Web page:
It’s been a hell of a run.
The past five years – 2012 to 2017 – will likely go down as one of the most prolific and profitable periods in history for Metro Vancouver’s commercial real estate market.
Since 2012, almost $22.7 billion has been invested to acquire industrial, retail, office and multi-family assets in the province (and we still have three months to go!). In comparison, the previous five-year period, 2007 to 2011, totalled $7.03 billion. (For those really looking to have their minds blown: the first half of 2017 alone produced $5.09 billion in transactions.) These figures only include assets priced greater than $5 million. If properties that sold for less than $5 million are included, the total since 2012 would rapidly push north of $25 billion.
Even more astonishing: the $22.7 billion does not include the billions spent by investors, developers, and private companies and individuals to acquire ICI land throughout the province. And I’m not even considering the staggering value of residential land sales.
Some of the commercial real estate milestones achieved between 2012-2017:
- Largest commercial real estate transaction in B.C. history: Cadillac Fairview’s sale of a 50% non-managing interest in Pacific Centre and a portfolio of 12 Downtown Vancouver office buildings to the Ontario Pension Plan (25%) and Workplace Safety & Insurance Board (25%): $1.9 billion (first-half 2017)
- Largest retail real estate transaction in B.C. history: Ivanhoé Cambridge’s sale of Oakridge Centre to QuadReal Property Group: $961.3 million (first-half 2017)
- Largest industrial real estate deal in B.C. history: KingSett Capital’s sale of Hopewell Distribution Centre I & II to PIRET: $102.5 million (year-end 2012)
- Largest suburban office deal in B.C. history: Ivanhoé Cambridge’s sale of Metrotower I & II in Burnaby to a private investor: $274.4 million (first-half 2017)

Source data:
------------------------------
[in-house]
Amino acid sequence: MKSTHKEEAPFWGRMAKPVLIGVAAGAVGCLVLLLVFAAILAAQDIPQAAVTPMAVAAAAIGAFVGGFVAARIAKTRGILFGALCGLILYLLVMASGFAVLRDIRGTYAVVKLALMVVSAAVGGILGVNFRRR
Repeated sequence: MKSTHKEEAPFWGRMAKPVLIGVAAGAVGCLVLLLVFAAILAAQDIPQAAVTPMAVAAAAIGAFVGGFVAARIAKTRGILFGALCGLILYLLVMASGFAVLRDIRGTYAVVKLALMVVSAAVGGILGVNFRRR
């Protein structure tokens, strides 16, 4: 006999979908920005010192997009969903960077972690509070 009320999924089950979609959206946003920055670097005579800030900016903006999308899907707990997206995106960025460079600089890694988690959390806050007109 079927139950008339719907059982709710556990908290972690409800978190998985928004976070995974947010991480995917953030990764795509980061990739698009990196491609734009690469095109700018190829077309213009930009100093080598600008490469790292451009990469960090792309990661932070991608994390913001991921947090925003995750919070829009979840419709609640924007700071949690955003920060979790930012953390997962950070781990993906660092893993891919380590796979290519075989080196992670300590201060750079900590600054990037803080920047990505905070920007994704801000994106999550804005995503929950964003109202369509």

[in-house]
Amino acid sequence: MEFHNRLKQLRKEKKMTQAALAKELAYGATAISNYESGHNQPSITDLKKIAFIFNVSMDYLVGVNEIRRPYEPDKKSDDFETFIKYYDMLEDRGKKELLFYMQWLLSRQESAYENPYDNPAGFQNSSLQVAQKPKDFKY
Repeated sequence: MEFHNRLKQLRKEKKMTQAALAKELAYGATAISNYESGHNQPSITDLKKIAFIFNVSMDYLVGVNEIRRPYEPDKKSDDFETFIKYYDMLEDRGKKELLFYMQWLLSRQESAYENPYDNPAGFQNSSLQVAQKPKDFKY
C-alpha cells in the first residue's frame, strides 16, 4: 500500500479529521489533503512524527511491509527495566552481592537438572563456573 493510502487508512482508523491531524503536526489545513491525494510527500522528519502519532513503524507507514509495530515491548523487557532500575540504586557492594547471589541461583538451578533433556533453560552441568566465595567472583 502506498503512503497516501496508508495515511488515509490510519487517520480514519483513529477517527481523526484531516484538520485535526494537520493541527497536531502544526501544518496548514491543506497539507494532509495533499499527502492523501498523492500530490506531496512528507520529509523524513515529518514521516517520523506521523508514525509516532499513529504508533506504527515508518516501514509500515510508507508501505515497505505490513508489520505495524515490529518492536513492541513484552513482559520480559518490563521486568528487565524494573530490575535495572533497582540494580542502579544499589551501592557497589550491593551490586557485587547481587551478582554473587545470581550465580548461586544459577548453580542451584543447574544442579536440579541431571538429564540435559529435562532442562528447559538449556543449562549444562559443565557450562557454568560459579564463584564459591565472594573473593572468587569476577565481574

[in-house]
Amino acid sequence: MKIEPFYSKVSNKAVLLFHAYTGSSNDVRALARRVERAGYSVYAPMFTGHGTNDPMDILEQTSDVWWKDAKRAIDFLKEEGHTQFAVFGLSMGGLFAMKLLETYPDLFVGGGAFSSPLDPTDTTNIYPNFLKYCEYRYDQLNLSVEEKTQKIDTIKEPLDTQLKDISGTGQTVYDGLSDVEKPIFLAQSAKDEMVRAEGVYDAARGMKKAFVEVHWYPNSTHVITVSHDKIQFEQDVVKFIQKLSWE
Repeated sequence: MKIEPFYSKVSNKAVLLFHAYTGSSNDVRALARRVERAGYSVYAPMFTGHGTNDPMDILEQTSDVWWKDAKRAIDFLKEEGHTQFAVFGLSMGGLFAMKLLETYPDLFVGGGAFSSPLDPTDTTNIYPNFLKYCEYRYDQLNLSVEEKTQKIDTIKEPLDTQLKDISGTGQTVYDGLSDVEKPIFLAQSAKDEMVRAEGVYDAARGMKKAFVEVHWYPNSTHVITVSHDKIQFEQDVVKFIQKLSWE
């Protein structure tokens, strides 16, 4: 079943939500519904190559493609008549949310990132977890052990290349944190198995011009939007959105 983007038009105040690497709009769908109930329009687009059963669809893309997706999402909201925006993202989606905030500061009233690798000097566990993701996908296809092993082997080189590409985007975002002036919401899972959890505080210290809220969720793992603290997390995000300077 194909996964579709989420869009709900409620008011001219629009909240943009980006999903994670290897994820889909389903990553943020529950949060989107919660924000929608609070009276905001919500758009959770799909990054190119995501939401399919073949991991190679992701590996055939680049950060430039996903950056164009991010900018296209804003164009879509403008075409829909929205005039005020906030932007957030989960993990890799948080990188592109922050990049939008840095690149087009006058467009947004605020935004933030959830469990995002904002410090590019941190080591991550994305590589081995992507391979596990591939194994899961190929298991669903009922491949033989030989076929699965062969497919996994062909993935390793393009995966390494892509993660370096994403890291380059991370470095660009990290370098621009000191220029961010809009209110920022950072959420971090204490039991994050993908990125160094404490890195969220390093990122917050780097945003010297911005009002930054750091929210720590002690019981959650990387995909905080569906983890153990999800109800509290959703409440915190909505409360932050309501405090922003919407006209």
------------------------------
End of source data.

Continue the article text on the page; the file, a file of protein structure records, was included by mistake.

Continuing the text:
- Largest secondary market retail deal in B.C. history: Canada Pension Plan’s sale of Hillside Centre in Victoria to Bentall Kennedy: Approximately $220 million (year-end 2013); followed by Morguard Investments & Greystone Managed Investments’ sale of Sevenoaks Shopping Centre in Abbotsford to a private purchaser: $214 million (first-half 2017)
- First billion-dollar commercial real estate deal in B.C.: GWL and Ivanhoé Cambridge’s sale of the Bentall Centre office/retail complex in downtown Vancouver: $1.055 billion (first-half 2016)
These highlights do not include the sale of other prominent downtown office buildings during that five-year period, including (but not limited to) the Royal Centre ($427.5 million), Bentall V ($401 million), 1500 West Georgia ($120.5 million) and the UK Building ($115 million).
While demand remains strong and investment activity will continue to occur at healthy levels, the environment that nurtured this performance is starting to undergo fundamental changes in 2017. Interest rates in the U.S. and Canada are on the rise, which increases the cost of capital and reduces debt-financed leverage. Benchmark bond yields are improving, which offer less risk and more liquidity as an investment than commercial real estate does, particularly in a market with the most cap rate compression in Canada. The Canadian dollar is strengthening, reducing the currency discount that had been available to foreign investors, thereby making B.C. real estate assets less attractive from a pricing perspective. The federal and provincial governments have recently changed and new taxation and regulations are being introduced that will impact investor confidence and behaviour. Global capital controls are tightening, particularly in China, where large institutions and private investors alike had been moving significant amounts of capital out of the country and investing in real estate around the world, including B.C.
What hasn’t changed is that commercial real estate assets in B.C. remain an integral part of any portfolio and remain sought after by local and foreign investors; however, the conditions that enabled the market to achieve record sale volume and pricing are shifting. Some investors may choose to take a pause in the next six to 12 months to get their bearings and prepare for what comes next.